As well, whereas in the preferred embodiments illustrated, the flapper valve is adapted to substantially arrest flow when the second portion thereof is disposed at its closed position, this need not be the case. The second portion could, for example, be sized to only partially cover the fluid passage, thereby to permit a measure of bypass flow at all times.
From the foregoing, it will be evident to persons of ordinary skill in the art that the scope of the present invention is limited only by the accompanying claims, purposively construed.
|Cited Patent||Filing date||Publication date||Applicant||Title|
|US1690501||Jan 11, 1928||Nov 6, 1928||Vickers Ltd||Heat exchanger|
|US1860163||Apr 21, 1930||May 24, 1932||Binks Mfg Co||Valve assembly for air-compressing cylinders|
|US2698063||Aug 28, 1951||Dec 28, 1954||Brubaker Jacob Z||Automatic oil flow control for rocker arm assemblies|
|US2826448||Nov 18, 1955||Mar 11, 1958||Gen Motors Corp||Vehicle window well bottom drainage and sealing valve|
|US3289693||Feb 10, 1964||Dec 6, 1966||Domer Scaramucci||Check valve|
|US3568712 *||Apr 1, 1969||Mar 9, 1971||Gen Electric||Suction valve for rotary compressor|
|US3621868||Sep 14, 1970||Nov 23, 1971||Mine Safety Appliances Co||Breathing-tube check valve|
|US3949716||Apr 18, 1974||Apr 13, 1976||Textron, Inc.||Speed limiting governor for internal combustion engine|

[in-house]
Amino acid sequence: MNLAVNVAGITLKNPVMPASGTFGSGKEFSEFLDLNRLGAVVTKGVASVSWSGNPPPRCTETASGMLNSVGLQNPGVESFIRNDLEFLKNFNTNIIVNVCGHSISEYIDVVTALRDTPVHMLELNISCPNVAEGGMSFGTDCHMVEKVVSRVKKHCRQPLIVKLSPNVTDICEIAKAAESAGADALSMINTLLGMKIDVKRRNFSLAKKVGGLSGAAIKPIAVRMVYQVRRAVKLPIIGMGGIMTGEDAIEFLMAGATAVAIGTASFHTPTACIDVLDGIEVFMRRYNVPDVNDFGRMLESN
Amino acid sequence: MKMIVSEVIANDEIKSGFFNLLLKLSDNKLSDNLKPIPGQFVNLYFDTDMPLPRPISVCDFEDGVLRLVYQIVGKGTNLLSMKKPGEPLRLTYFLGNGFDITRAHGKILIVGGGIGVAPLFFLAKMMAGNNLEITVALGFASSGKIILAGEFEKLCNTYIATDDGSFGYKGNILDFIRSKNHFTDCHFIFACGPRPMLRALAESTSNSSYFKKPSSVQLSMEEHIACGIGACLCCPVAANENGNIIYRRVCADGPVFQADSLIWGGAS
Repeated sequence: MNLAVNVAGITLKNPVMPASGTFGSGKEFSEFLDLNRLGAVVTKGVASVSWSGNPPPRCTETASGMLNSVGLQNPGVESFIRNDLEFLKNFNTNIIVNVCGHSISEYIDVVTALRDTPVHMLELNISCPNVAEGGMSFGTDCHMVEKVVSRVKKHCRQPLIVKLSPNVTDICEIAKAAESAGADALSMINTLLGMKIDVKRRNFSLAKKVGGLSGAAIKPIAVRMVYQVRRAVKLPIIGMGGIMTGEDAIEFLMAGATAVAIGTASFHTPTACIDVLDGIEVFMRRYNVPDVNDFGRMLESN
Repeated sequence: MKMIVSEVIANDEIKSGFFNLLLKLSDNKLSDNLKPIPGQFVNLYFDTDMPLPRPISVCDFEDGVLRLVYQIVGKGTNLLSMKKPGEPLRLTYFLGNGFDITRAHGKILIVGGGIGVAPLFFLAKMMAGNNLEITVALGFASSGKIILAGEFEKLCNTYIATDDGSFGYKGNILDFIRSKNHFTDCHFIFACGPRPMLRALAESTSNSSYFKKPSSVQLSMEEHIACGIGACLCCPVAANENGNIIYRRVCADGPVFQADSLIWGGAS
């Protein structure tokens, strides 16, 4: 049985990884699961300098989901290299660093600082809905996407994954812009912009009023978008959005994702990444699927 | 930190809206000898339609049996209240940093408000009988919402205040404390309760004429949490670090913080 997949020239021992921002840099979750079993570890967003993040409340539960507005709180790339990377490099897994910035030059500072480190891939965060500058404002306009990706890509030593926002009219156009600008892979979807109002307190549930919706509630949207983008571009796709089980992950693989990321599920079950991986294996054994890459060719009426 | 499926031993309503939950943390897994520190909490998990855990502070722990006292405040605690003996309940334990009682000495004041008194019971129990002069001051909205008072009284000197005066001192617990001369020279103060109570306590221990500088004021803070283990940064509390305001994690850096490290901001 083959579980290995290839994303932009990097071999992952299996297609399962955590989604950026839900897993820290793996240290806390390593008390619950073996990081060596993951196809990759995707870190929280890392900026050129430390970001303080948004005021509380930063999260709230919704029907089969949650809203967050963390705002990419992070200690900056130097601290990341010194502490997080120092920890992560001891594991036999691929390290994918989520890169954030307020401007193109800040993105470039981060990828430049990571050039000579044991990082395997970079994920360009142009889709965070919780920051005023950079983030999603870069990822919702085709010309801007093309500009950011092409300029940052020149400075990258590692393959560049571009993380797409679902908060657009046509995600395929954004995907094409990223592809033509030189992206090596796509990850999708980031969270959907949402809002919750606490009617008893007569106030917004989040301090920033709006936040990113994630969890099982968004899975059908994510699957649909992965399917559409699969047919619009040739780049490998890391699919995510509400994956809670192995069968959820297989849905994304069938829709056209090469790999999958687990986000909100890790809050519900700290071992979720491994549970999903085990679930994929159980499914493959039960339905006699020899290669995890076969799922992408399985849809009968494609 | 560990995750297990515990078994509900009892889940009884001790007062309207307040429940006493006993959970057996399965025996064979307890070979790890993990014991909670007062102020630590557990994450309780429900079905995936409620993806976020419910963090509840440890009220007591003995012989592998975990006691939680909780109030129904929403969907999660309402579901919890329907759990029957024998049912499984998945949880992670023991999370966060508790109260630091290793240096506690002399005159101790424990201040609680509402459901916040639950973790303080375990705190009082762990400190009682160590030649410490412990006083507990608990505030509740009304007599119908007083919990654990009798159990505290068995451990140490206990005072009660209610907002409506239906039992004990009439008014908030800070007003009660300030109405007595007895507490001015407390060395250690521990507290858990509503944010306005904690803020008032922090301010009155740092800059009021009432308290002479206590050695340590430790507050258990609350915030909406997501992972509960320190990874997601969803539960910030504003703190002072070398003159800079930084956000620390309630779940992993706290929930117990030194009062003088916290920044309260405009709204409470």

|US3990604||Nov 11, 1974||Nov 9, 1976||Trw Inc.||Plug or closure|
|US3998243 *||Nov 19, 1975||Dec 21, 1976||Fedders Corporation||Flapper valve for a rotary compressor|
|US3998571||Apr 14, 1975||Dec 21, 1976||Sundstrand Corporation||Valve retainer|
|US4179051||Aug 1, 1977||Dec 18, 1979||Ryder International Corporation||One-piece check valve for use in a fluid dispenser|
|US4193442||Mar 19, 1979||Mar 18, 1980||Vian David R||Dual bimetal relief valve|
|US4199309||Jan 23, 1978||Apr 22, 1980||Whirlpool Corporation||Circular cavity discharge valve|
|US4337737||May 9, 1980||Jul 6, 1982||Murray Pechner||Temperature regulator for oil cooling system|
|US4360055 *||Sep 8, 1976||Nov 23, 1982||Modine Manufacturing Company||Heat exchanger|
|US4373561||Jul 31, 1980||Feb 15, 1983||Berger Juergen||Sump oil draining and collecting device|
|US4425067||Dec 22, 1980||Jan 10, 1984||The Boeing Company||Fatigue resistant rivet|
|US4471804||May 10, 1982||Sep 18, 1984||Enfo Grundlagenforschungs Ag||Blade valves for compressors|
|US4561494 *||Apr 29, 1983||Dec 31, 1985||Modine Manufacturing Company||Heat exchanger with back to back turbulators and flow directing embossments|
|US4669532 *||Apr 23, 1984||Jun 2, 1987||Kabushiki Kaisha Tsuchiya Seisakusho||Heat exchanger with temperature responsive bypass|